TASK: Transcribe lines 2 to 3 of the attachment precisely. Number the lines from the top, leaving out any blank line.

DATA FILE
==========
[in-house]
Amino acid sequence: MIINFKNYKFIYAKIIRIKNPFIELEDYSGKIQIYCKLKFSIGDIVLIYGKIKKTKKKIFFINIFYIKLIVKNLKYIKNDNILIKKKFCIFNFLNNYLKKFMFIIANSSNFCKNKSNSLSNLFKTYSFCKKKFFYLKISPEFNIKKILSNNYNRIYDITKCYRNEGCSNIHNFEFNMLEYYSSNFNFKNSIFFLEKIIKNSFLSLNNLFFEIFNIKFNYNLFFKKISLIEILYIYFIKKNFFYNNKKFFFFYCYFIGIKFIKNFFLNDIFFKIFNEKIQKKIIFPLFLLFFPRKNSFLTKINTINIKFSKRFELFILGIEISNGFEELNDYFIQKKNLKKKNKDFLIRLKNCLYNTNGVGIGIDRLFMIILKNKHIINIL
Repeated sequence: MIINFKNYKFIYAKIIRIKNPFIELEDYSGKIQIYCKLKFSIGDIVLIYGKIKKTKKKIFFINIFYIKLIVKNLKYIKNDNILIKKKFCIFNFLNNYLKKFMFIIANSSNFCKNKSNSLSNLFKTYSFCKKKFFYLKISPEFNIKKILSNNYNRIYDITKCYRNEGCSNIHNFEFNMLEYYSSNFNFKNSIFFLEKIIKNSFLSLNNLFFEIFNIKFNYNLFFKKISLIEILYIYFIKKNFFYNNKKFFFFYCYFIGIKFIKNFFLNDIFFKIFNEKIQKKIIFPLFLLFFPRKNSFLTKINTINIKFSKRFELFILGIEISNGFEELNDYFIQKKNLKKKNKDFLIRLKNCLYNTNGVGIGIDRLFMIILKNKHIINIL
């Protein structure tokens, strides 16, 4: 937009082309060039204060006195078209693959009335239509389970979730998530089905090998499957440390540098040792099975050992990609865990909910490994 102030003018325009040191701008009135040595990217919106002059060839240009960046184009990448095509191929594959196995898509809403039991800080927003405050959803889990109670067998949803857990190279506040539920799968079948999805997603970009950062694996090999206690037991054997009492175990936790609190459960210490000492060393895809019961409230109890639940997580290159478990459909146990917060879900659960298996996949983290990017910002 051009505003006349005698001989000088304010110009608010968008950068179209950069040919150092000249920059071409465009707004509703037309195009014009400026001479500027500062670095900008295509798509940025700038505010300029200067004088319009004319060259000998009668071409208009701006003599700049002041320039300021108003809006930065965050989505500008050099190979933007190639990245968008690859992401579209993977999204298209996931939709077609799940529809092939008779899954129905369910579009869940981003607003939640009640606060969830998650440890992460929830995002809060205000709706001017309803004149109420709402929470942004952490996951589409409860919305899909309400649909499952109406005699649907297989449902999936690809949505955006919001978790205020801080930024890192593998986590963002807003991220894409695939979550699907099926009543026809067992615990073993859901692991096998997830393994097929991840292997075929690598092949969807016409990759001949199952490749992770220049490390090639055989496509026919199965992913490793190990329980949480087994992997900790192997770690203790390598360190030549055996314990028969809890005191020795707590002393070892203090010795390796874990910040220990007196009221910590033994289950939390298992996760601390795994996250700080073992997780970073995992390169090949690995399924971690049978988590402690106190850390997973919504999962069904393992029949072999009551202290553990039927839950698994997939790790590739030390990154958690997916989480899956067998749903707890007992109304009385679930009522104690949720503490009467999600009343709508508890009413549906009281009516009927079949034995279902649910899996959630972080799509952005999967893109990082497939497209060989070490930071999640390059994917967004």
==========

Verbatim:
Amino acid sequence: MIINFKNYKFIYAKIIRIKNPFIELEDYSGKIQIYCKLKFSIGDIVLIYGKIKKTKKKIFFINIFYIKLIVKNLKYIKNDNILIKKKFCIFNFLNNYLKKFMFIIANSSNFCKNKSNSLSNLFKTYSFCKKKFFYLKISPEFNIKKILSNNYNRIYDITKCYRNEGCSNIHNFEFNMLEYYSSNFNFKNSIFFLEKIIKNSFLSLNNLFFEIFNIKFNYNLFFKKISLIEILYIYFIKKNFFYNNKKFFFFYCYFIGIKFIKNFFLNDIFFKIFNEKIQKKIIFPLFLLFFPRKNSFLTKINTINIKFSKRFELFILGIEISNGFEELNDYFIQKKNLKKKNKDFLIRLKNCLYNTNGVGIGIDRLFMIILKNKHIINIL
Repeated sequence: MIINFKNYKFIYAKIIRIKNPFIELEDYSGKIQIYCKLKFSIGDIVLIYGKIKKTKKKIFFINIFYIKLIVKNLKYIKNDNILIKKKFCIFNFLNNYLKKFMFIIANSSNFCKNKSNSLSNLFKTYSFCKKKFFYLKISPEFNIKKILSNNYNRIYDITKCYRNEGCSNIHNFEFNMLEYYSSNFNFKNSIFFLEKIIKNSFLSLNNLFFEIFNIKFNYNLFFKKISLIEILYIYFIKKNFFYNNKKFFFFYCYFIGIKFIKNFFLNDIFFKIFNEKIQKKIIFPLFLLFFPRKNSFLTKINTINIKFSKRFELFILGIEISNGFEELNDYFIQKKNLKKKNKDFLIRLKNCLYNTNGVGIGIDRLFMIILKNKHIINIL